Tuesday, August 12, 2014

Reflections from our Summer 2014 Apprentices

It's a bittersweet time here at the New Vic. The theater is buzzing as we get ready to usher in our new season, but with the school year starting back up, it also means saying goodbye to our summer apprentices! We've had the delight of working with another exceptional bunch of students over the past few months and as their last week with us rolls around, reflection on their time with us is a recurring theme across all departments! (If you know a college student who you think is a right fit for our apprentice program, have them apply now for a Fall 2014 Apprenticeship with us!)

We asked the apprentices who have been here all summer to answer the question, "what surprised you about your time here?" We received back a variety of responses that, happily, illustrate exactly what we love so much about having these young people working alongside us-- from their fresh perspective on providing fantastic arts programming to families, to their enthusiasm for getting an inside look at each and every department at the New 42nd Street! Here's what they had to say:

Matan Skolnik, Communications
Junior at University of Michigan
People often warn not to go into the kitchen of your favorite restaurant, as you'll never want to eat the food again once you know how it's made. The opposite is true of The New Victory; I wish people could come spend a day watching the staff plan for the coming season, so that they could see how dedicated and passionate people are about the organization's mission and ideals. I was happy to learn that there are indeed companies where the magic is just as real on the inside as it seems from outside. You don't find that very often.

Nick Walsh, Artistic Programming
Senior at Ramapo College of New Jersey
At New Victory this summer, I was surprised by how vast the field of educational theater is. There are so many applications for theater, and I was truly able to see its impact on young audiences. I was also amazed at the high quality of the work and how kids grasped concepts that I would have thought would be too abstract for them. I was also able to see first-hand how this kind of work is created, and how more programs like LabWorks need to exist to facilitate the creation of work at this caliber.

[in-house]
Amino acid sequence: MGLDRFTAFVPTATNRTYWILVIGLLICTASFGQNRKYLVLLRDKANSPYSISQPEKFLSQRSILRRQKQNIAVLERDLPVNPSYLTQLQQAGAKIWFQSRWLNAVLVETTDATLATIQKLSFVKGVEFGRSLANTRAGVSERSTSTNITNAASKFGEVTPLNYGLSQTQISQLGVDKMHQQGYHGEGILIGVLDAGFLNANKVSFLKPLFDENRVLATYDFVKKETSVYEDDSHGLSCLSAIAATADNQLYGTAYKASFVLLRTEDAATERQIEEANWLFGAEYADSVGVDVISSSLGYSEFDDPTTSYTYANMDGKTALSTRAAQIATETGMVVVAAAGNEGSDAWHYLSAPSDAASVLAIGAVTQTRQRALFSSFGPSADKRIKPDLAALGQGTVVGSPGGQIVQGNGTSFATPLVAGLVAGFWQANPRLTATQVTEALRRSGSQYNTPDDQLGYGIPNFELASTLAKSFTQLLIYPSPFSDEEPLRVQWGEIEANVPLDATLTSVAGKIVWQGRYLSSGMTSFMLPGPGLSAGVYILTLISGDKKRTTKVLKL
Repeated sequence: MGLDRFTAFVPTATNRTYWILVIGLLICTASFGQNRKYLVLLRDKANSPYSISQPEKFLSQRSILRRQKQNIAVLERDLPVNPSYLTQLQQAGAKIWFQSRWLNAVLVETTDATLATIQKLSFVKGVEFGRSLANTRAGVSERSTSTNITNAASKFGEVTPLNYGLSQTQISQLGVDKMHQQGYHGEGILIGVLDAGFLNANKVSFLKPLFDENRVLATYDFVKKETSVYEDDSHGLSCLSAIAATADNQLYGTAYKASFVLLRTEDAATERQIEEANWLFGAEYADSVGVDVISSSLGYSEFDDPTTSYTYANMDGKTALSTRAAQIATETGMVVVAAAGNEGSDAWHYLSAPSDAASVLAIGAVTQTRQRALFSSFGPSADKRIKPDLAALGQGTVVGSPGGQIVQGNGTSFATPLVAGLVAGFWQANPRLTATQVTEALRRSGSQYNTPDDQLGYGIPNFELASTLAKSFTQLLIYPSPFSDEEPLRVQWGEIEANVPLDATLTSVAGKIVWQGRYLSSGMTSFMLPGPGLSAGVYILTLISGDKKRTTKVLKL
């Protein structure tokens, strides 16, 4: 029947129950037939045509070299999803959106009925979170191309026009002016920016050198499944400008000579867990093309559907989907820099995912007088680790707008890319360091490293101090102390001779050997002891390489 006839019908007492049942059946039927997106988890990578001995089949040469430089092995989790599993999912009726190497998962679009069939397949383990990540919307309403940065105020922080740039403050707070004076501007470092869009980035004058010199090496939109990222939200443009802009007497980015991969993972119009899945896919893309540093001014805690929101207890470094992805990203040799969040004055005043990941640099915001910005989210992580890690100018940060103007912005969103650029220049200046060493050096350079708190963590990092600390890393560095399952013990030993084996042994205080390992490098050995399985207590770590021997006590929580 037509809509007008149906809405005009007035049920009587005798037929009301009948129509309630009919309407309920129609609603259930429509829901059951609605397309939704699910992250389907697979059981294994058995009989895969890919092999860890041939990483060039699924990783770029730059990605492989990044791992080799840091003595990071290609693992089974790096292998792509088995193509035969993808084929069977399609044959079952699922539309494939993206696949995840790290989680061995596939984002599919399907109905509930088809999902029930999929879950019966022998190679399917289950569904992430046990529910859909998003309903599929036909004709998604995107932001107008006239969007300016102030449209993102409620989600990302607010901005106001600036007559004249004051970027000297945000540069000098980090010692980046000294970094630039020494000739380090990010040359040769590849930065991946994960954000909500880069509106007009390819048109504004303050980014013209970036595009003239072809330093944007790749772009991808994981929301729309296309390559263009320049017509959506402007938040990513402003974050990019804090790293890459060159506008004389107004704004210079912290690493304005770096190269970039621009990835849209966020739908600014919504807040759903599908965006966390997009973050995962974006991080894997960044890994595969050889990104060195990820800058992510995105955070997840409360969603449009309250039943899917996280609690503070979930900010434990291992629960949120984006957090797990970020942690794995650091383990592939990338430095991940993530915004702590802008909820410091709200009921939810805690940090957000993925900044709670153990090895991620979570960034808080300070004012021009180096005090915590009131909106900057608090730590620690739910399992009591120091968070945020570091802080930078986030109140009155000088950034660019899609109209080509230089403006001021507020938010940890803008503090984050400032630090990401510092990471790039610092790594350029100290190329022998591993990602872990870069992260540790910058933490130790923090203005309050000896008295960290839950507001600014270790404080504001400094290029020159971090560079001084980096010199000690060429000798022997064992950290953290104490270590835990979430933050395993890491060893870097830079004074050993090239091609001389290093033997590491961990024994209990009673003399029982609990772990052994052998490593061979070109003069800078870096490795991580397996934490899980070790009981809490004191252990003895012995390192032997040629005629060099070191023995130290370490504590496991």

Mamie Zwettler, Education
Junior at NYU
I really enjoyed Victory Dance! I was able to witness some really incredible performances. But more importantly, I loved seeing the students filled with such delight while watching a show filled with a variety of high quality dance mirroring the diversity NYC has to offer. I can't wait to watch this program continue to grow.

Tom Ishizuka, New Victory Operations
Sophomore at NYU
I was very surprised to see that an organization of such a size can still maintain a level of horizontal respect between employees in the workplace. It was very refreshing to see that every employee seemed to be integral to the operation, and everyone's opinions were valued.

Jasmine, Communications
Senior at Barnard College
I was really surprised to learn the history of the theater. It was interesting to learn how the theater has changed over the years from being an adult film movie theater to a theater dedicated to providing an amazing arts experiences for children.

Shobhit Jain, Studio Operations
Sophomore at NYU
Having the opportunity to shadow other departments was exciting for me. You don’t find many internship programs that allow students to explore in-depth what the other departments at an organization have to offer, and I believe that’s why this internship is better known as an apprenticeship. A student is not only taught by one exclusive mentor; instead, he or she has the opportunity to learn from multitude of mentors within the organization and discover more about his or her professional strengths, aspirations and interests. This has opened my eyes to the many career paths I could pursue as I grow older and become more equipped to enter the working world!


Corinne Fitamant, Communications
Senior at Fordham University
I was pleasantly surprised to find out that the New Vic’s artistic programming includes productions and theater companies from around the world. The New Victory is a very unique place where kids can see international shows—I think it’s important to remind kids (and adults!) that art and artists come from all different countries, not just America.

Kristina Morse, Development
Senior at Muhlenberg College